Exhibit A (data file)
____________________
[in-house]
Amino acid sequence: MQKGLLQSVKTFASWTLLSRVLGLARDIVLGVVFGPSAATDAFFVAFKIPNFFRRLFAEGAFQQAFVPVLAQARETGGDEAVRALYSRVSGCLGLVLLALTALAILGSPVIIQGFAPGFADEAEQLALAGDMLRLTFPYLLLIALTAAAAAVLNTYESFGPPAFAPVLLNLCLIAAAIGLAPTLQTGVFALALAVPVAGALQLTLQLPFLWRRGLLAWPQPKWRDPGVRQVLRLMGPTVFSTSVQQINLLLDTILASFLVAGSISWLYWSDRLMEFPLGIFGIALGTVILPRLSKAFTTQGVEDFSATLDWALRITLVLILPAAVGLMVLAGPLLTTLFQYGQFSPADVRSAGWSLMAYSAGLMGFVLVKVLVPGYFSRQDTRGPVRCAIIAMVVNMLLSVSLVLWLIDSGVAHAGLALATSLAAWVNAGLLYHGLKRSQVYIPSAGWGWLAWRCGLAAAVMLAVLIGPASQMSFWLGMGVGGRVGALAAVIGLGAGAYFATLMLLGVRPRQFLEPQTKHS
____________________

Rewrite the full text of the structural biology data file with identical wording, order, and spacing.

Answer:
[in-house]
Amino acid sequence: MQKGLLQSVKTFASWTLLSRVLGLARDIVLGVVFGPSAATDAFFVAFKIPNFFRRLFAEGAFQQAFVPVLAQARETGGDEAVRALYSRVSGCLGLVLLALTALAILGSPVIIQGFAPGFADEAEQLALAGDMLRLTFPYLLLIALTAAAAAVLNTYESFGPPAFAPVLLNLCLIAAAIGLAPTLQTGVFALALAVPVAGALQLTLQLPFLWRRGLLAWPQPKWRDPGVRQVLRLMGPTVFSTSVQQINLLLDTILASFLVAGSISWLYWSDRLMEFPLGIFGIALGTVILPRLSKAFTTQGVEDFSATLDWALRITLVLILPAAVGLMVLAGPLLTTLFQYGQFSPADVRSAGWSLMAYSAGLMGFVLVKVLVPGYFSRQDTRGPVRCAIIAMVVNMLLSVSLVLWLIDSGVAHAGLALATSLAAWVNAGLLYHGLKRSQVYIPSAGWGWLAWRCGLAAAVMLAVLIGPASQMSFWLGMGVGGRVGALAAVIGLGAGAYFATLMLLGVRPRQFLEPQTKHS